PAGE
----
compared to a 1 to 6% rate for most non-PROSPER programs.
Implementation quality scores exceeded 90% for both
school and family programs for the first 6 years of
implementation. In the 2004-08 periods, all 14 PROSPER
Community Teams continued to implement their programs
with self-generated funds, averaging $20,000 per year.
Only 2 teams did not reach the 10-year sustainability
Spoth et al. (2017) PROSPER delivery of universal
preventive interventions with young adolescents:
long-term effects on emerging adult substance misuse and
associated risk behaviors. Psychological Medicine.
Greenberg, M. T. et al. (2015). Factors that predict
financial sustainability of community coalitions: Five
years of findings from the PROSPER partnership project.
Prevention Science, 16(1), 158-167.
Spoth, R. L. et al. (2015). PROSPER Partnership
Delivery System: Effects on Conduct Problem Behavior
Outcomes Through 6.5 Years Past Baseline. Journal of
Adolescence, 45, 44-55.
Redmond, C., Spoth, R., Schainker, L. M., & Feinberg,
M. (2015). The Partnership-Based PROSPER Delivery System
and Implementation of the Strengthening Families Program:
For Parents and Youth 10-14. In Van Ryzin, M., Kumpfer,
K.L., Fosco, G. & Greenberg, M. (Eds.) Family-Based
Prevention Programs for Children and Adolescents: Theory,
Research, and Large-Scale Dissemination. NY.
Spoth, R., Trudeau, L., Shin, C., Ralston, E.,
Redmond, C., Greenberg, M., Feinberg, M. (2013).
Longitudinal effects of universal preventive intervention
on prescription drug misuse: Three randomized controlled
trials with late adolescents and young adults.
American Journal of Public Health, 103(4),
The following are typical barriers that community-based
programs face when starting a new program. Knowing this,
PROSPER developers took action to overcome these
difficulties and equip community teams to successfully
mobilize and sustain their efforts.
Recruitment – PROSPER technical assistance providers
encouraged Community Teams to use their existing networks
and to personally contact potential participants in order
to prevent low recruitment rates.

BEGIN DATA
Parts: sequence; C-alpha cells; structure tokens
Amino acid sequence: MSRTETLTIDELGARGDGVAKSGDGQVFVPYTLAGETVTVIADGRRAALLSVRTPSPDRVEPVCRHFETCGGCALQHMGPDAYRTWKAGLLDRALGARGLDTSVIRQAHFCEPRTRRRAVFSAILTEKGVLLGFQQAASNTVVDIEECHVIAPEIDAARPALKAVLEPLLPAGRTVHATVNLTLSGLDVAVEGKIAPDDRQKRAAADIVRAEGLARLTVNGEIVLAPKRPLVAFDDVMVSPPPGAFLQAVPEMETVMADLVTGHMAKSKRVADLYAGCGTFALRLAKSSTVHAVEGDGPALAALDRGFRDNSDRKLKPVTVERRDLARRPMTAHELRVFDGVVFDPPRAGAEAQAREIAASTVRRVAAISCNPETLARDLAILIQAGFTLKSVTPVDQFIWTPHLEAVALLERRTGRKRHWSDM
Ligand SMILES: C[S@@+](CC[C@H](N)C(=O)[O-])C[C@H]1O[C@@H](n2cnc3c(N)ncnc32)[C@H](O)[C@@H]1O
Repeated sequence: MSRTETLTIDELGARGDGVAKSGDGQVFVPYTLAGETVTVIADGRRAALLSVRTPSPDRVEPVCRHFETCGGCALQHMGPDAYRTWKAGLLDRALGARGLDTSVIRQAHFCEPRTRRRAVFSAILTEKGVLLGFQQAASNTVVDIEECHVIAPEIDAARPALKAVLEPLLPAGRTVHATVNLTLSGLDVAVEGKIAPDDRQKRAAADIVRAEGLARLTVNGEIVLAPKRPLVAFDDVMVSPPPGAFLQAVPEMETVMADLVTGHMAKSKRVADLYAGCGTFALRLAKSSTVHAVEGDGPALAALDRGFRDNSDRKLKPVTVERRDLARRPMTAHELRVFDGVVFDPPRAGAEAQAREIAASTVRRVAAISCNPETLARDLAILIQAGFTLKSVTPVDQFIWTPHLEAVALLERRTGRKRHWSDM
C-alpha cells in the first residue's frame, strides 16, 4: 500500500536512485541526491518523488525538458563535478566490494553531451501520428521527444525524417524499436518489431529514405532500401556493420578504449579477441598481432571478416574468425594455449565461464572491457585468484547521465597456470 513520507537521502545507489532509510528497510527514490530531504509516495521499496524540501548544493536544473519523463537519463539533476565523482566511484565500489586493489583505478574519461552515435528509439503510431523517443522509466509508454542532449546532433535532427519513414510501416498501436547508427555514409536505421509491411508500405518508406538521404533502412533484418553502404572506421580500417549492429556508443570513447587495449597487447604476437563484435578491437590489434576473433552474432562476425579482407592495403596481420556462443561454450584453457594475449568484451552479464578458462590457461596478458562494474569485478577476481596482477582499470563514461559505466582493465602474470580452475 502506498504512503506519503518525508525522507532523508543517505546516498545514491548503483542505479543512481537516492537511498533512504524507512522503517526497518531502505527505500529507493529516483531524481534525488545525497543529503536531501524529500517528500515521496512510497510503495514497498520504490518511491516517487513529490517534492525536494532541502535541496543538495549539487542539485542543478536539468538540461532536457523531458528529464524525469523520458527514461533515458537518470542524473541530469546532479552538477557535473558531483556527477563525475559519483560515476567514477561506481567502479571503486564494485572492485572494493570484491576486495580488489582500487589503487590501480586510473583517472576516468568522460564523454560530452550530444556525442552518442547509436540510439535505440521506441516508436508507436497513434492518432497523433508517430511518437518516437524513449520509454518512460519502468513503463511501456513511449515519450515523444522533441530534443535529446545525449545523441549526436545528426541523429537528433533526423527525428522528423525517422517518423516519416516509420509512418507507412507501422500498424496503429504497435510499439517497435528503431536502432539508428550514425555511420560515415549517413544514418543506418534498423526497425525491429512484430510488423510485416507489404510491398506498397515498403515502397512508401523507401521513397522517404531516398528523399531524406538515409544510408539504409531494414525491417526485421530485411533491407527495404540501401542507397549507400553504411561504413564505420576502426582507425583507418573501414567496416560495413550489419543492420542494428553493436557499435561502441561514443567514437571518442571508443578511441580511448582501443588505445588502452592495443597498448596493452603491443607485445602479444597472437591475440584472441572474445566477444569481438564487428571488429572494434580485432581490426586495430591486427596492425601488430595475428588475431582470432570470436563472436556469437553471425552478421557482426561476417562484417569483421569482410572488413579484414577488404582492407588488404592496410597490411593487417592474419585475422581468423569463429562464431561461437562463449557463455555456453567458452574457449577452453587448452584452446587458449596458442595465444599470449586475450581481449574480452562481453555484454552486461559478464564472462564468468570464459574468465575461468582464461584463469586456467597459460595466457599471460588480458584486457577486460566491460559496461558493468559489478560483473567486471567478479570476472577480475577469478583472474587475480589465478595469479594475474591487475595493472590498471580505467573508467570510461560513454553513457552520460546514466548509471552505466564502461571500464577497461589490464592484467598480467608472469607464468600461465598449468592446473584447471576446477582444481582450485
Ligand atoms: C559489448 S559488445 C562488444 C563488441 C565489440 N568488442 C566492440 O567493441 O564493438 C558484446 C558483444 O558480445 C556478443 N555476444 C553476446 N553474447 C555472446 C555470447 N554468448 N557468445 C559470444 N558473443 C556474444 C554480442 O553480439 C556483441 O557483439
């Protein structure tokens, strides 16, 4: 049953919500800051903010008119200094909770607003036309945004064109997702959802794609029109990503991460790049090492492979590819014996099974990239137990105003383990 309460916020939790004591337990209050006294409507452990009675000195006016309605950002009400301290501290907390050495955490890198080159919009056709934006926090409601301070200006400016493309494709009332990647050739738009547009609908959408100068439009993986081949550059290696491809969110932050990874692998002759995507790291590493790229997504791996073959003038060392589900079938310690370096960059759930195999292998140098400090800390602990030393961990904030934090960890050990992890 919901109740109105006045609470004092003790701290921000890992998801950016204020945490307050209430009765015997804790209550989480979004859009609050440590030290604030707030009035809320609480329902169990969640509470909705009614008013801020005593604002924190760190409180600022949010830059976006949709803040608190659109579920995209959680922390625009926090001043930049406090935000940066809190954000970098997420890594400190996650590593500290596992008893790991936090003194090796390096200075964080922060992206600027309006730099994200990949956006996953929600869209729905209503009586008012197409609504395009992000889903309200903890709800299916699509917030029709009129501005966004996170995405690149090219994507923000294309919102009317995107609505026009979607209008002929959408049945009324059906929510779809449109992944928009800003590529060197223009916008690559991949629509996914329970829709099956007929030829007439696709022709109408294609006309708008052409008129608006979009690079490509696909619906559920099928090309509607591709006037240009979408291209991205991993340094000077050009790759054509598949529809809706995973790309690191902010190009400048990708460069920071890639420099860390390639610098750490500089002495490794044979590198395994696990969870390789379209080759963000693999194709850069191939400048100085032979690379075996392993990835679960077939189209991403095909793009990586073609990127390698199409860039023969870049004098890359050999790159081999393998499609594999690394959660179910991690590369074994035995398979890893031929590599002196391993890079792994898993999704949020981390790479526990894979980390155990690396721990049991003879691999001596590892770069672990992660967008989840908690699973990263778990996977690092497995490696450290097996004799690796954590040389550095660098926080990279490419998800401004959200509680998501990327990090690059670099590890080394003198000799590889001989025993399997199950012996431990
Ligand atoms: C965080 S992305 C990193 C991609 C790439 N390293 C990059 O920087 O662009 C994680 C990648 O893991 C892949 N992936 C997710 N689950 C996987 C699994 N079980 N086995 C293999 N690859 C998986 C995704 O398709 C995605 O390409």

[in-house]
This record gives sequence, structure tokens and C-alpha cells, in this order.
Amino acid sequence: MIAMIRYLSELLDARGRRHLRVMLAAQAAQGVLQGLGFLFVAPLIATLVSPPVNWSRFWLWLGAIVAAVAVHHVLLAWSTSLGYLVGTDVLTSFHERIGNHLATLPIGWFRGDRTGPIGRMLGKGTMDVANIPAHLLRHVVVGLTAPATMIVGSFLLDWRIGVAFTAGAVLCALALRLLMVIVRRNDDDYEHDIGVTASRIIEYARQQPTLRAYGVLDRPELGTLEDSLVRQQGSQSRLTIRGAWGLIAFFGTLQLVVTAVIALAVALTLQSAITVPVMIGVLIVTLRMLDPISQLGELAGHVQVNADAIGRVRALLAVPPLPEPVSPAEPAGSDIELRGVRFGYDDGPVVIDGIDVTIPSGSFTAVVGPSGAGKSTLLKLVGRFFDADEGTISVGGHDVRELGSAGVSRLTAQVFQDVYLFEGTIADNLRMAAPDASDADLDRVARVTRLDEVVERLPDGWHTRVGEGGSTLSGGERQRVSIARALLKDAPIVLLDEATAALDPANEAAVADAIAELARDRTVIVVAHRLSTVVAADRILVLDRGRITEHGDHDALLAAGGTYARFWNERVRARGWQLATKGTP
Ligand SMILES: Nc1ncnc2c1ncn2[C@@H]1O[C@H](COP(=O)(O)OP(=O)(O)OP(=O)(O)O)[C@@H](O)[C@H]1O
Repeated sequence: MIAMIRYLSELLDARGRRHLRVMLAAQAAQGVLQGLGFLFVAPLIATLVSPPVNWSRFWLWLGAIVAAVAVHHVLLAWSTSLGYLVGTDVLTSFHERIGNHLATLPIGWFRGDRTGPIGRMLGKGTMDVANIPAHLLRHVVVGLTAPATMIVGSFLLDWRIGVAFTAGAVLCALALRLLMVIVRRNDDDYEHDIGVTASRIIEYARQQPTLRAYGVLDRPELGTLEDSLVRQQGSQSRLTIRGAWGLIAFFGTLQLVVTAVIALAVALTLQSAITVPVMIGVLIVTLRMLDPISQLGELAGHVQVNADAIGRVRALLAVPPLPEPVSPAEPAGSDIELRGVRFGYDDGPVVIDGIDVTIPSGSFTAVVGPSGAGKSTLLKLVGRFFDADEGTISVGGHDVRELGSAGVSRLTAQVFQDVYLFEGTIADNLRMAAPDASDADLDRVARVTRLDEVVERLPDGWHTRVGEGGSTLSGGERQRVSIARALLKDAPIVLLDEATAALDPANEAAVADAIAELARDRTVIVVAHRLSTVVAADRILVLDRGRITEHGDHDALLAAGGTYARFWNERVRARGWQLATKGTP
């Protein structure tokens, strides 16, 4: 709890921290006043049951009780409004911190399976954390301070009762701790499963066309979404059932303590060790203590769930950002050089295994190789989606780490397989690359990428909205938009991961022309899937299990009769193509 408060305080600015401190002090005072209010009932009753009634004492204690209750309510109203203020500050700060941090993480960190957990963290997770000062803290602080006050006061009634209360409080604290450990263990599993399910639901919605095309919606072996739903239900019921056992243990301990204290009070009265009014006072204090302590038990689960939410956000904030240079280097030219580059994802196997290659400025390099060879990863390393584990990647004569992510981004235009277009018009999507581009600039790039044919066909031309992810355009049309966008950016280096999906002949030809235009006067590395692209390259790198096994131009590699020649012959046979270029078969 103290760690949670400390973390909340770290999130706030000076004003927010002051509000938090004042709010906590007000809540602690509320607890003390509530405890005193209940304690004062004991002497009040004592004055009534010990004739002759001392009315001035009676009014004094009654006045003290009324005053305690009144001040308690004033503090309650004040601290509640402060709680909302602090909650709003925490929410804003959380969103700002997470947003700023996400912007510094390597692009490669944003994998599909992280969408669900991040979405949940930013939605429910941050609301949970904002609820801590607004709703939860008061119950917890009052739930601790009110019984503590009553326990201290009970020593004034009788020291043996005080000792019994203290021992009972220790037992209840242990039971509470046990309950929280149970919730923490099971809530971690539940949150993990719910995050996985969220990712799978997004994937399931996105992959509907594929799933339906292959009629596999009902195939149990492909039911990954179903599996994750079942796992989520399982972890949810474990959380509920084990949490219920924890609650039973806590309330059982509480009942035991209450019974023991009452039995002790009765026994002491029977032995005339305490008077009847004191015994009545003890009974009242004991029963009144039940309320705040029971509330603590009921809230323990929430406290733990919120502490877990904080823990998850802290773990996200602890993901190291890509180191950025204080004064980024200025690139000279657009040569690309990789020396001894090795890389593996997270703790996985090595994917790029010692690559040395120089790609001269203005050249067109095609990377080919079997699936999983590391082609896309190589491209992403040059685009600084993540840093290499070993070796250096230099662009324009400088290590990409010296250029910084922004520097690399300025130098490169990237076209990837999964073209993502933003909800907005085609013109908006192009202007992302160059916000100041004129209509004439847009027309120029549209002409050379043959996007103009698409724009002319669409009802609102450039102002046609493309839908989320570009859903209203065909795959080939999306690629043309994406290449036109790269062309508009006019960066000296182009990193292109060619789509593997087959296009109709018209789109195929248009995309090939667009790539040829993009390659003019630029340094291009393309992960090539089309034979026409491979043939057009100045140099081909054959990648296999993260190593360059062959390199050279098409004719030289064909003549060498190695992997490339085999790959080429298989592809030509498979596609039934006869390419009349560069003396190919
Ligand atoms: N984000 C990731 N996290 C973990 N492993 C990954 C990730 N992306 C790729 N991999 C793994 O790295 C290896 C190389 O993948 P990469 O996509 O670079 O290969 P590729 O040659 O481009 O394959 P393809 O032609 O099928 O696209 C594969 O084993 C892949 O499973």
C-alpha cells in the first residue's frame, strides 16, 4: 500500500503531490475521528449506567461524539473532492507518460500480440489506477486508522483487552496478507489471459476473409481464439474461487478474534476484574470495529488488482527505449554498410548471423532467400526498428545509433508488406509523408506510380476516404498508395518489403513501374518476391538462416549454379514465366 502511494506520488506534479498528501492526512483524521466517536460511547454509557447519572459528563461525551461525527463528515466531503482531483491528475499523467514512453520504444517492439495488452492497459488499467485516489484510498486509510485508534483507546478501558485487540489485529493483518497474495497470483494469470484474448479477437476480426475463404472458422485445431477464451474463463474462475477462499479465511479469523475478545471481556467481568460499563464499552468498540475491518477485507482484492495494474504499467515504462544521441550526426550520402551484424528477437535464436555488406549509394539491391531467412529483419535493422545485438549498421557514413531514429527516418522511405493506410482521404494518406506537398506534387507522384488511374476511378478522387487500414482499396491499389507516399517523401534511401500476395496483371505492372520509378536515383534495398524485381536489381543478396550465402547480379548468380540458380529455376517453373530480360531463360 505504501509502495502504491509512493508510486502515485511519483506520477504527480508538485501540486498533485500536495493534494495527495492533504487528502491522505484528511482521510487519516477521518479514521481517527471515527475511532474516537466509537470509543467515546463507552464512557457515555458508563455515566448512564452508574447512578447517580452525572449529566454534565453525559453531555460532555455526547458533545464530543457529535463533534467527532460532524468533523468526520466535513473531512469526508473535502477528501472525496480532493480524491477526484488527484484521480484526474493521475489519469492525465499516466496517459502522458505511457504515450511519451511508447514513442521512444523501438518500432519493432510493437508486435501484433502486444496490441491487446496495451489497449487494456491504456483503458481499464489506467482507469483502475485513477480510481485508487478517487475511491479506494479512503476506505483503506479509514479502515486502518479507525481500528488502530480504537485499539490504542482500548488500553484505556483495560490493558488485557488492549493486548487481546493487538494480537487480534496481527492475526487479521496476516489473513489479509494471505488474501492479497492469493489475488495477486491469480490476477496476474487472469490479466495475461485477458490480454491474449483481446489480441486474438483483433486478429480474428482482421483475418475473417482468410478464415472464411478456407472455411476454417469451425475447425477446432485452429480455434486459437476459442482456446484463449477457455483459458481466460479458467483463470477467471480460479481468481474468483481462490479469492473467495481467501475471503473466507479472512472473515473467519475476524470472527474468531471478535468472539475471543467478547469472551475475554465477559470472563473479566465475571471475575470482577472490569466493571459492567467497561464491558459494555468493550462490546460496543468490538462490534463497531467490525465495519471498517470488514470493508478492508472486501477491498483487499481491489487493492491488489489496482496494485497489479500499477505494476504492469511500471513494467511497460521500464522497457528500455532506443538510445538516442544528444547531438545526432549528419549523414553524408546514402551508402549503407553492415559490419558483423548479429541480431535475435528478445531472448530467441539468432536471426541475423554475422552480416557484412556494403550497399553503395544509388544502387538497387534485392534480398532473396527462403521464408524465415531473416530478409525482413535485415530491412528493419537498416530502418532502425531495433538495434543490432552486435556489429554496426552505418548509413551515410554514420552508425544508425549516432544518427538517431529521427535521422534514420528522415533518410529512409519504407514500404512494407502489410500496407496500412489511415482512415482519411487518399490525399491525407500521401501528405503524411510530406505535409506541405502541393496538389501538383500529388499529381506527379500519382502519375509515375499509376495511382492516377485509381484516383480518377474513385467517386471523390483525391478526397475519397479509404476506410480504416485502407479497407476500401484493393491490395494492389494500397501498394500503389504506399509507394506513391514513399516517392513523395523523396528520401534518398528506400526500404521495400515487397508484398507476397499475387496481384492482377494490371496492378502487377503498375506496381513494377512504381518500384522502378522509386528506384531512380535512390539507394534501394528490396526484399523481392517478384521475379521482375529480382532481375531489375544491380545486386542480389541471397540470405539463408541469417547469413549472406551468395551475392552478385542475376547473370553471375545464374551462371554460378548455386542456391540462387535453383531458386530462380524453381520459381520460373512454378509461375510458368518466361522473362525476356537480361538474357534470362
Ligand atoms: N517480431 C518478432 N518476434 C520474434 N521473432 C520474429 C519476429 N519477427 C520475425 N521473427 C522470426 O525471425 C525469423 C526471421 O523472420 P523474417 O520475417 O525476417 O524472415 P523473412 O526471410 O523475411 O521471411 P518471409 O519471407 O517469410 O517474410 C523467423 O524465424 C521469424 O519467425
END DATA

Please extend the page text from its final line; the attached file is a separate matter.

Program fidelity – Technical assistance was provided
to Community Teams on the relationship between fidelity
and program outcomes, and PROSPER was designed to include
continual monitoring of family and school program
Sustainability – The goals of
sustaining the team and the programming effort were
introduced as priorities during the early stages of team
development. Technical assistance focused on planning for
ongoing implementation, building relationships with
community stakeholders, and maintaining active team
Additional difficulties that have been experienced in
states implementing PROSPER:
Adaptations have been made to the implementation
process due to downsizing, restrictions, staffing
changes, and priority shifts of state extension systems.
Turnover in key roles, such as a new team leader, can
reduce the Community Team's productivity until a new team
leader is trained and acclimated to the role.
Decreases in federal and state extension funding
sources have made it challenging for states to adopt
PROSPER without outside grant funding.
The PROSPER Organization believes that providing training
and technical assistance, sustainability planning, and
offsetting initial programming costs are key to include
in an effective program-delivery system. Other important
Effective communication and engagement within the
program-delivery system, including extension agencies,
family-serving agencies, schools youth, and families.
Learning the culture of the local community and the
way in which the extension and school systems operate are
imperative to building strong relationships.
Sustainability comes from careful planning,
fundraising efforts, and follow-through from the team.
Families want to participate in programs that have a good
reputation in the community and that are offered by
Children and youth
Substance use and misuse
Wellness, health promotion, and disease prevention
Iowa, Pennsylvania, Vermont, West Virginia
Please contact the models and innovations contact directly for the most complete and current information
about this program. Summaries of models and innovations are provided by RHIhub for your convenience. The
programs described are not endorsed by RHIhub or by the Federal Office of Rural Health Policy. Each rural
community should consider whether a particular project or approach is a good match for their community’s
needs and capacity. While it is sometimes possible to adapt program components to match your resources, keep
in mind that changes to the program design may impact results.